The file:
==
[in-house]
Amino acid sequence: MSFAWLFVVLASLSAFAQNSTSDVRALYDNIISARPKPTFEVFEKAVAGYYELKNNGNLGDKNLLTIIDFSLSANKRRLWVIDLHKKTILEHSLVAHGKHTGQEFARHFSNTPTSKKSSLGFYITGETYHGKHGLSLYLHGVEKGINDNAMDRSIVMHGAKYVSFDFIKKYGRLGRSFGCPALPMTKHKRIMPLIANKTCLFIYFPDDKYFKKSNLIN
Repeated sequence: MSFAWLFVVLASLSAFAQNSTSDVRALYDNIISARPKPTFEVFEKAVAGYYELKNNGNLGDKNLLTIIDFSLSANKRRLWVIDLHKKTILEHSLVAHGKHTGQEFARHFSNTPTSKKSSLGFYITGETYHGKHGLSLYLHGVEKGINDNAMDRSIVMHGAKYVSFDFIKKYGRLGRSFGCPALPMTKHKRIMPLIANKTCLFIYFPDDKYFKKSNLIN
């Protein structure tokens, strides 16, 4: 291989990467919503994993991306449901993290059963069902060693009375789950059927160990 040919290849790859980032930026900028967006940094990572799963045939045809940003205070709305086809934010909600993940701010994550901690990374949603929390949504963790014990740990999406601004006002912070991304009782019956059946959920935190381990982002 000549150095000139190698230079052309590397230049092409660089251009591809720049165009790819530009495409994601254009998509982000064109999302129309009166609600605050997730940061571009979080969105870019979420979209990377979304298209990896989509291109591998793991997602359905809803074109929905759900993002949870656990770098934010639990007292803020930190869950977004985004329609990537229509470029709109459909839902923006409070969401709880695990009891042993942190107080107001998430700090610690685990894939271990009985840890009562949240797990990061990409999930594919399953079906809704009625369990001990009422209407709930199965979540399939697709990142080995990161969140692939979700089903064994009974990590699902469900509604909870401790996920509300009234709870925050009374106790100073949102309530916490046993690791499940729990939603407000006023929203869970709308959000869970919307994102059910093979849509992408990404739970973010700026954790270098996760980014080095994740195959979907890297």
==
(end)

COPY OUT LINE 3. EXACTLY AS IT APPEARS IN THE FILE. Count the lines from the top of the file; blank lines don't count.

Repeated sequence: MSFAWLFVVLASLSAFAQNSTSDVRALYDNIISARPKPTFEVFEKAVAGYYELKNNGNLGDKNLLTIIDFSLSANKRRLWVIDLHKKTILEHSLVAHGKHTGQEFARHFSNTPTSKKSSLGFYITGETYHGKHGLSLYLHGVEKGINDNAMDRSIVMHGAKYVSFDFIKKYGRLGRSFGCPALPMTKHKRIMPLIANKTCLFIYFPDDKYFKKSNLIN